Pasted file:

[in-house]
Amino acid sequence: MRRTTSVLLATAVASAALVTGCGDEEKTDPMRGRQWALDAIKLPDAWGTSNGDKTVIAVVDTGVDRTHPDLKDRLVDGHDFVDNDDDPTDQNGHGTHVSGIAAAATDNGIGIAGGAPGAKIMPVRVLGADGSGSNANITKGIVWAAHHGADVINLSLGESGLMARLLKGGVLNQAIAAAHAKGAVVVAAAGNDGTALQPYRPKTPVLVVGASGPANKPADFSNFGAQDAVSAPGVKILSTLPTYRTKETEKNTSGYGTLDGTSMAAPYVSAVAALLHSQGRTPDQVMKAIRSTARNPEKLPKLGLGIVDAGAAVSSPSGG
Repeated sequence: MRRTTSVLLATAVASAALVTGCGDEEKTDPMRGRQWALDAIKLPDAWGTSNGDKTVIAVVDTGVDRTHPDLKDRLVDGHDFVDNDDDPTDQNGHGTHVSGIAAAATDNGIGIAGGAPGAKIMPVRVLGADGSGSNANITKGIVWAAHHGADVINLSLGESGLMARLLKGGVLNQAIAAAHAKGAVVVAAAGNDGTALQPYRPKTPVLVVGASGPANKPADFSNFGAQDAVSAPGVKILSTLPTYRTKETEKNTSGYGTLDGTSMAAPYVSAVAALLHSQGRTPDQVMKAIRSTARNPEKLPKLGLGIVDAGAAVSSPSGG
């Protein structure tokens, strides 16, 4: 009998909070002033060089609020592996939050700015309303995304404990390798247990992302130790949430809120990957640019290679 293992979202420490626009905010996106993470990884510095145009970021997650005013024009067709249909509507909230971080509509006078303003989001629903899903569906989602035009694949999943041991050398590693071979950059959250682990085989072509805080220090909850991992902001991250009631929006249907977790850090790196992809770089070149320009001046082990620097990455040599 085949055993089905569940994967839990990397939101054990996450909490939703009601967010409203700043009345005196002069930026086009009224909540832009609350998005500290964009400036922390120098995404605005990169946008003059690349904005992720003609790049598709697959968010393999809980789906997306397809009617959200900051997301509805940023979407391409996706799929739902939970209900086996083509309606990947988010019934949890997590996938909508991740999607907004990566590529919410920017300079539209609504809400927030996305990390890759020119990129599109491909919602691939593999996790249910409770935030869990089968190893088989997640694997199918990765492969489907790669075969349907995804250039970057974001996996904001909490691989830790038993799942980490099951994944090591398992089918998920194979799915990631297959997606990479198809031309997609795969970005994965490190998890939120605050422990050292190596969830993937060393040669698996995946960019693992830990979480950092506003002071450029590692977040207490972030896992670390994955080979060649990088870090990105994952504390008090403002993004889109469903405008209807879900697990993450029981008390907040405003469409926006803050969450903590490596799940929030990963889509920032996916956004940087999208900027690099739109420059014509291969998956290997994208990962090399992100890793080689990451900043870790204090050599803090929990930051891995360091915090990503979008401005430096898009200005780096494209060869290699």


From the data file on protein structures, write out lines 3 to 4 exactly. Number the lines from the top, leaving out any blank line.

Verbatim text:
Repeated sequence: MRRTTSVLLATAVASAALVTGCGDEEKTDPMRGRQWALDAIKLPDAWGTSNGDKTVIAVVDTGVDRTHPDLKDRLVDGHDFVDNDDDPTDQNGHGTHVSGIAAAATDNGIGIAGGAPGAKIMPVRVLGADGSGSNANITKGIVWAAHHGADVINLSLGESGLMARLLKGGVLNQAIAAAHAKGAVVVAAAGNDGTALQPYRPKTPVLVVGASGPANKPADFSNFGAQDAVSAPGVKILSTLPTYRTKETEKNTSGYGTLDGTSMAAPYVSAVAALLHSQGRTPDQVMKAIRSTARNPEKLPKLGLGIVDAGAAVSSPSGG
């Protein structure tokens, strides 16, 4: 009998909070002033060089609020592996939050700015309303995304404990390798247990992302130790949430809120990957640019290679 293992979202420490626009905010996106993470990884510095145009970021997650005013024009067709249909509507909230971080509509006078303003989001629903899903569906989602035009694949999943041991050398590693071979950059959250682990085989072509805080220090909850991992902001991250009631929006249907977790850090790196992809770089070149320009001046082990620097990455040599 085949055993089905569940994967839990990397939101054990996450909490939703009601967010409203700043009345005196002069930026086009009224909540832009609350998005500290964009400036922390120098995404605005990169946008003059690349904005992720003609790049598709697959968010393999809980789906997306397809009617959200900051997301509805940023979407391409996706799929739902939970209900086996083509309606990947988010019934949890997590996938909508991740999607907004990566590529919410920017300079539209609504809400927030996305990390890759020119990129599109491909919602691939593999996790249910409770935030869990089968190893088989997640694997199918990765492969489907790669075969349907995804250039970057974001996996904001909490691989830790038993799942980490099951994944090591398992089918998920194979799915990631297959997606990479198809031309997609795969970005994965490190998890939120605050422990050292190596969830993937060393040669698996995946960019693992830990979480950092506003002071450029590692977040207490972030896992670390994955080979060649990088870090990105994952504390008090403002993004889109469903405008209807879900697990993450029981008390907040405003469409926006803050969450903590490596799940929030990963889509920032996916956004940087999208900027690099739109420059014509291969998956290997994208990962090399992100890793080689990451900043870790204090050599803090929990930051891995360091915090990503979008401005430096898009200005780096494209060869290699």